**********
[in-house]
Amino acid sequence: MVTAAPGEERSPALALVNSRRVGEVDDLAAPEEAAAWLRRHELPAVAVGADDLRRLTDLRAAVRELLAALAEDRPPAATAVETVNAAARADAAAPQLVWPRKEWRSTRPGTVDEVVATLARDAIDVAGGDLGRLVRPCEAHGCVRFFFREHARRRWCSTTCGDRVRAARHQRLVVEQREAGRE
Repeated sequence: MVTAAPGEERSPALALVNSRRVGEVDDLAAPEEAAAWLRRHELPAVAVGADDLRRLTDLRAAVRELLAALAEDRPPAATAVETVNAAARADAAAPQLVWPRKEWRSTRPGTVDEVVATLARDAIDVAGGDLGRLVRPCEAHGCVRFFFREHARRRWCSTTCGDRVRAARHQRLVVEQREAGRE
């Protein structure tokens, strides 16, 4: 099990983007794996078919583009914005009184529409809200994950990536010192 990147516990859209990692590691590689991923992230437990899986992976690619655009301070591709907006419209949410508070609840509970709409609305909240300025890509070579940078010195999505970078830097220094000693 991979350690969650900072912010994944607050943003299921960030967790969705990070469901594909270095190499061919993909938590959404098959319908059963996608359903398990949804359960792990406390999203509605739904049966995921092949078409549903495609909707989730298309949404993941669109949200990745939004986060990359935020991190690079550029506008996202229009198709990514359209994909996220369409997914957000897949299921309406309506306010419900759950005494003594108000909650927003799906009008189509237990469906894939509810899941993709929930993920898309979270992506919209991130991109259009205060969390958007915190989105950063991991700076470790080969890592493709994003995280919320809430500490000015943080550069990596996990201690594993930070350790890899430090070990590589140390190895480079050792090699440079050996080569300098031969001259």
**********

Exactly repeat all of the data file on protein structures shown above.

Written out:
[in-house]
Amino acid sequence: MVTAAPGEERSPALALVNSRRVGEVDDLAAPEEAAAWLRRHELPAVAVGADDLRRLTDLRAAVRELLAALAEDRPPAATAVETVNAAARADAAAPQLVWPRKEWRSTRPGTVDEVVATLARDAIDVAGGDLGRLVRPCEAHGCVRFFFREHARRRWCSTTCGDRVRAARHQRLVVEQREAGRE
Repeated sequence: MVTAAPGEERSPALALVNSRRVGEVDDLAAPEEAAAWLRRHELPAVAVGADDLRRLTDLRAAVRELLAALAEDRPPAATAVETVNAAARADAAAPQLVWPRKEWRSTRPGTVDEVVATLARDAIDVAGGDLGRLVRPCEAHGCVRFFFREHARRRWCSTTCGDRVRAARHQRLVVEQREAGRE
């Protein structure tokens, strides 16, 4: 099990983007794996078919583009914005009184529409809200994950990536010192 990147516990859209990692590691590689991923992230437990899986992976690619655009301070591709907006419209949410508070609840509970709409609305909240300025890509070579940078010195999505970078830097220094000693 991979350690969650900072912010994944607050943003299921960030967790969705990070469901594909270095190499061919993909938590959404098959319908059963996608359903398990949804359960792990406390999203509605739904049966995921092949078409549903495609909707989730298309949404993941669109949200990745939004986060990359935020991190690079550029506008996202229009198709990514359209994909996220369409997914957000897949299921309406309506306010419900759950005494003594108000909650927003799906009008189509237990469906894939509810899941993709929930993920898309979270992506919209991130991109259009205060969390958007915190989105950063991991700076470790080969890592493709994003995280919320809430500490000015943080550069990596996990201690594993930070350790890899430090070990590589140390190895480079050792090699440079050996080569300098031969001259």